John “Ecstasy” Fletcher, who helped form the legendary New York Whodini group in 1982, has passed away suddenly. He was 56. Whodini was one of the first to add R&B and electro into its music and changed the hip-hop game.
Hip-hop artist-producer Questlove of The Roots broke the news on Dec. 23 in an Instagram tribute to the hip-hop legend.
“One love to Ecstasy of the legendary #Whodini,” Questlove said. “This man was legendary and a pivotal member of one of the most legendary groups in hip hop. This is sad man.”
Public Enemy’s Chuck D also paid homage to the hip-hop icon on Instagram, saying, “Ecstasy was one of the greatest to ever rock a microphone. Whodini broke barriers, set trends and looked out for us as we came up. PE (Public Enemy) returned the favor. We sampled Whodini, and brought them on tour. We had a real brotherhood. Looking out for each other. ‘EX’ Rest in power king. Know you will live on and be remembered. We will make sure.”
Tweets flooded the internet: “If you were born in the early 80s or late 70s and a hip hop lifer, that Escape album by Whodini has so many songs that are just woven into your fabric. A dope album by a dope group. First rap album to break US Billboard Top 40.”
Another posted, “Man how I LOVED Whodini as a kid, and I thought Ecstasy was just so cool RIP.”
Fletcher was born on June 7, 1964 and went on to form Whodini with Jalil Hutchins in Brooklyn, N.Y. in 1982. DJ Grandmaster Dee joined the group in 1986. Together, they crafted hit singles such as “The Haunted House of Rock,” “Freaks Come Out at Night,” “Friends” (which went to No. 4 on Billboard’s Hot R&B/Hip-Hop Songs chart).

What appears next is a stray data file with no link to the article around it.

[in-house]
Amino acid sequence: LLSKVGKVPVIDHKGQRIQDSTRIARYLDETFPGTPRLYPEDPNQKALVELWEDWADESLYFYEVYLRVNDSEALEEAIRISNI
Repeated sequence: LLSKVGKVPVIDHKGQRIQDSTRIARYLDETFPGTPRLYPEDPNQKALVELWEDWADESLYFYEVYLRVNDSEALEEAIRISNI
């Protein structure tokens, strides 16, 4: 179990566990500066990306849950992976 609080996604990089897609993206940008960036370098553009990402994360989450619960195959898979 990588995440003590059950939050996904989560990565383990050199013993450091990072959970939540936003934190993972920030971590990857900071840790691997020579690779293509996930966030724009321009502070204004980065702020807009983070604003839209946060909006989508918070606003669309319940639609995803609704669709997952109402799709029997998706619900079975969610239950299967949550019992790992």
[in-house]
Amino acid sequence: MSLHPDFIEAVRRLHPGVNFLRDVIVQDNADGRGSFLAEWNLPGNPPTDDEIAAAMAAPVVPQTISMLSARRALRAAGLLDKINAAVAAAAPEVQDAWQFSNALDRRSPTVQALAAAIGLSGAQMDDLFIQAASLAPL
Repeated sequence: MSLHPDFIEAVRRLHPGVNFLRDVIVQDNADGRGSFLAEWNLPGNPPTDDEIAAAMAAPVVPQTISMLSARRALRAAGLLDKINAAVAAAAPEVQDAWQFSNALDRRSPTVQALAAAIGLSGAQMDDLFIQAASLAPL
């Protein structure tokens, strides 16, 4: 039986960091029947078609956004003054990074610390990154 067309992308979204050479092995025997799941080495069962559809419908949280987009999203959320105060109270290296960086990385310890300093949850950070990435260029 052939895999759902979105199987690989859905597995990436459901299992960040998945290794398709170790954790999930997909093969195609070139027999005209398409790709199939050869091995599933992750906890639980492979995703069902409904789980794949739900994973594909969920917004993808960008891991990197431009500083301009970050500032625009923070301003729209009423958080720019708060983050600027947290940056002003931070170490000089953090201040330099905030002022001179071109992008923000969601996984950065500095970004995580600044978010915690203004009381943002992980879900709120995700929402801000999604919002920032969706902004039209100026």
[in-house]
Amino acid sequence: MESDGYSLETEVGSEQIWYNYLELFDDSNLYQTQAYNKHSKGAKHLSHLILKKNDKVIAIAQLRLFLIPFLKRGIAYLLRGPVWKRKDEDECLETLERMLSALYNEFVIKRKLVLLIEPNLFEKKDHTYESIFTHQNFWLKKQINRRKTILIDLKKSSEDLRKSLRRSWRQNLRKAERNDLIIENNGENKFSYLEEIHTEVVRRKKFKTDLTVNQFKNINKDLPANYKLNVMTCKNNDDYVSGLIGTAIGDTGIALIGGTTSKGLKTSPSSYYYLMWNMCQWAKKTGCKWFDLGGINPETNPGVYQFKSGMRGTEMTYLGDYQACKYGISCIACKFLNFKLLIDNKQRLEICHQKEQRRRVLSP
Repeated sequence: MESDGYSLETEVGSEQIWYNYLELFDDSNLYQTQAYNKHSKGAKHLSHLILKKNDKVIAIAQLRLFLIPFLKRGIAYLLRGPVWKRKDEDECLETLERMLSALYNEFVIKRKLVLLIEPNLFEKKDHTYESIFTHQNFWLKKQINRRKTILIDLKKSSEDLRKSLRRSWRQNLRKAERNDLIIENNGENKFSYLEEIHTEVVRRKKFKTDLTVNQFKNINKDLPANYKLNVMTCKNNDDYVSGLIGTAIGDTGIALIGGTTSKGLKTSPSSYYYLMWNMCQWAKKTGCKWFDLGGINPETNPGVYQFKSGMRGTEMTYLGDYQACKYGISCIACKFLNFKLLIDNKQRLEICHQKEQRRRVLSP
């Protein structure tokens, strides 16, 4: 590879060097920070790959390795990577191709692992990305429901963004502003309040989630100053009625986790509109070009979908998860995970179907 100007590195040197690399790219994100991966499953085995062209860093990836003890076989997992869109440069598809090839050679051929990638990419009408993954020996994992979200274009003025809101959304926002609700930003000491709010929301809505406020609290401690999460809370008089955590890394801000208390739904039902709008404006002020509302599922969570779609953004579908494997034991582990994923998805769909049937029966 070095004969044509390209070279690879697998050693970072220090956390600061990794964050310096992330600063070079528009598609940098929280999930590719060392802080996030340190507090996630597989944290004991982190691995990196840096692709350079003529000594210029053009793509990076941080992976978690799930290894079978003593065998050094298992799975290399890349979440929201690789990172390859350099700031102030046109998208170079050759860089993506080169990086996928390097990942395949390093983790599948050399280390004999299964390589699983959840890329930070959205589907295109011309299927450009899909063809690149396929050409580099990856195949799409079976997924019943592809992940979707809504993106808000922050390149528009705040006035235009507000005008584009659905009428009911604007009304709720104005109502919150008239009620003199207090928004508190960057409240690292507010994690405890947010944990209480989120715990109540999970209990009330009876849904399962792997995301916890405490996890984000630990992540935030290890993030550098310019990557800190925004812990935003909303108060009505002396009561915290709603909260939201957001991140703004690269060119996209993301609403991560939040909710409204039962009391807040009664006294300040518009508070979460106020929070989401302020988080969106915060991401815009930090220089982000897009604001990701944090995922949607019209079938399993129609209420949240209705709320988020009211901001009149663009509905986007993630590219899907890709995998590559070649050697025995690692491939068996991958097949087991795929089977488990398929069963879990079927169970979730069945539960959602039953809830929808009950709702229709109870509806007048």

Whodini’s debut single, “Magic’s Wand,” was the first hip-hop song to be accompanied by a music video, Yahoo reported. The track was co-produced by British synthpop pioneer Thomas Dolby.
Whodini started new performing trends as well. Their live performances were the first hip-hop shows to feature the dance crew UTFO performing breakdancing. Future super-producer Jermaine Dupri got his start as Whodini’s backup dancer at age 12.
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Dupri honored Fletcher by posting a flashback tour video on Twitter with this emotional caption: “My God, this one hurts me so bad, I can’t even believe I’m posting this, Ex you know I love you, thank you for every word, every conversation every good time, may your soul rest in power.”
Long after their recording career had ended, Whodini was honored in 2018 at the Third Annual Black Music Honors. They received the Hip-Hop Icon Award and a tribute from fellow groundbreaking hip-hop artists Doug E. Fresh, Yo-Yo, and Monie Love, who took the stage to perform their classic hits, Revolt reported.